Citizens Hall of Fame to induct vaudeville star

TIM JEAN/Staff photoJack Lynch, Hall of Fame Committee member, holds a photograph of vaudeville singer Maggie Cline, who will be inducted into the Haverhill Citizens Hall of Fame. 

 

The Haverhill Citizens Hall of Fame will add a new member to its illustrious list of sons and daughters of Haverhill who achieved fame and had a significant impact beyond the borders of their hometown.

Haverhill native and vaudeville star Maggie Cline will become the 40th person honored since the Hall of Fame’s establishment in 1985.

Membership includes such notables as poet and abolitionist John Greenleaf Whittier, Archie comic strip creator Bob Montana, movie mogul Louis B. Mayer, and Macy’s Department Store founder Rowland H. Macy — to name a just a few.

Jack Lynch, a member of the Hall of Fame Committee, advocated for Cline's selection. He researched her life and learned that she was born in Haverhill to Irish immigrant parents on Jan. 1, 1857.

Coincidentally, Cline was born two years after Hall of Fame member Gert Swazey, who became famous for her four-horse, bareback riding circus act that included a leap through a ring of fire. Both Cline and Swazey died the same year, 1934. Swazey was destitute at the time of her death while Cline was living quite well in New Jersey, Lynch said.

Cline's family lived on Essex Street then Hilldale Avenue and later on Lancaster Street. Her father, Patrick Cline, who fought in the Civil War, was a peddler, and later a shoe factory foreman. Her story inspired the naming of the popular Wingate Street eatery, The Peddler's Daughter.

Early in life, Cline also worked in the shoe shops, but quickly determined that working in a factory was not the life for her. She left Haverhill for Boston at 16, and her first appearance in a New York theater was in the early 1880s, Lynch said.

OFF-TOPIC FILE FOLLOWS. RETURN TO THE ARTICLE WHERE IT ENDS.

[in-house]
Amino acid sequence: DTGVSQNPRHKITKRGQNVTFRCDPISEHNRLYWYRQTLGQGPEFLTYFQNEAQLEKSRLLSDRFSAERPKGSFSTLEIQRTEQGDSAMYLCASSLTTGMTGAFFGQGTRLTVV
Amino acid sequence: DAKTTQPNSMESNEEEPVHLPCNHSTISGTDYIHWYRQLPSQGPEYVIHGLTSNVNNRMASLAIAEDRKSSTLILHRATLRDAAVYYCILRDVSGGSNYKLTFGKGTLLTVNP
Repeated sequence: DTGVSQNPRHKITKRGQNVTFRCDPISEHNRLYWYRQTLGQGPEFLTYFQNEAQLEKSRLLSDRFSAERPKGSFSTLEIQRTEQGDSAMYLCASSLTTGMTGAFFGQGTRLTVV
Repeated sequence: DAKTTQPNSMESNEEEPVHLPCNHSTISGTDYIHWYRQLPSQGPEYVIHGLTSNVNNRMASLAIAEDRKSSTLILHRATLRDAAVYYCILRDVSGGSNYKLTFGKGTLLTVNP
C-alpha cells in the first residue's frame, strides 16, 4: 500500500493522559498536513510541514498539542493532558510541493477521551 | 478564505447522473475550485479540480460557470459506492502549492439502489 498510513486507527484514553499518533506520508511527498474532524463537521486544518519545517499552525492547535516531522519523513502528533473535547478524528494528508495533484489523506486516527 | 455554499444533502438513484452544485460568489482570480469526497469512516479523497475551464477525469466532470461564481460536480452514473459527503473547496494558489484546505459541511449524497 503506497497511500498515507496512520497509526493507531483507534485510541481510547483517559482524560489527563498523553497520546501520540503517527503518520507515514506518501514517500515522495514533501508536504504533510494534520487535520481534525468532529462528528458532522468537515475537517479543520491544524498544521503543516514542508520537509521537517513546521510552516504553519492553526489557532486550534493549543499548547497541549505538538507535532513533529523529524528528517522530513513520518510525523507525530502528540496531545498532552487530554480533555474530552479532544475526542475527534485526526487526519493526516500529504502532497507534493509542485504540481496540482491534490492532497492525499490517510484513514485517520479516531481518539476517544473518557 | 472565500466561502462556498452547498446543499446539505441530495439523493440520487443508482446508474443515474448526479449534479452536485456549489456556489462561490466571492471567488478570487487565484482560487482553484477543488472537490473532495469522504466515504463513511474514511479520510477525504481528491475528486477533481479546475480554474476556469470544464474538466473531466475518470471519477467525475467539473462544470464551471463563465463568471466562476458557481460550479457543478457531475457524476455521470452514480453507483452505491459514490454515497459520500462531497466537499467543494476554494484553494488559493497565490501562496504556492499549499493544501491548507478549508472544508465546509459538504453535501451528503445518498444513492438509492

Cline became the headliner at Tony Pastor’s 14th Street Theater, which shared the same building as Tammany Hall, the center of Irish political control of New York City in that era.

Vaudeville was becoming the principal form of entertainment for the immigrant working classes of the late 19th century, and Maggie Cline was the darling of the masses, Lynch learned from his research.

According to the Encyclopedia Britannica, Cline was a "singer whose vigorous persona and hearty performances of Irish songs made her an immensely popular figure in the heyday of the vaudeville stage."

Cline's many musical hits included "Down Went McGinty," "Slide, Kelly, Slide" and "Choke Him, Casey, Choke Him," but her signature song was "Throw Him Down, McCloskey," about a bare-knuckles prizefight.

As Cline sang, she shadowboxed; the audience sang along to the chorus, and stagehands would bang garbage cans together, creating such a clamor that passersby thought there was a riot inside the theater.

The New York Herald Tribune referred to Cline as "the supreme Irish comedienne of the nation," and recorded in her obituary that she sang McCloskey "not less than 6,000 times, not only for the gallery boys, but for Grover Cleveland, William McKinley and Theodore Roosevelt."

The stars of vaudeville said Cline was "a legend in show business history and the first of vaudeville’s great lady singing stars." She was dubbed "The Irish Queen" and, because of her physique, "The Brunhilde of the Bowery."

For most of Cline's long career, she performed at Pastor’s. In one of her frequent visits to Haverhill, she performed at the Academy of Music, which was the biggest theater in Haverhill from the late 1800s to the early 1900s

Cline went into semi-retirement in 1907, and fully retired in 1917. She died in Red Bank, New Jersey, on June 11, 1934, and is buried in Brooklyn, New York.

The induction ceremony will be held at 4 p.m. on Saturday, May 11, at The Peddler’s Daughter, 45 Wingate St.

Master of Ceremonies will be Jay Cleary, a local historian and attorney.

Jack Lynch will discuss Cline's vaudeville career. Ruth Cranton will appear as Maggie, singing "McCloskey," and Paul Prue will perform several other Cline favorites. Admission is free, but donations will be accepted. Seating is limited.

 

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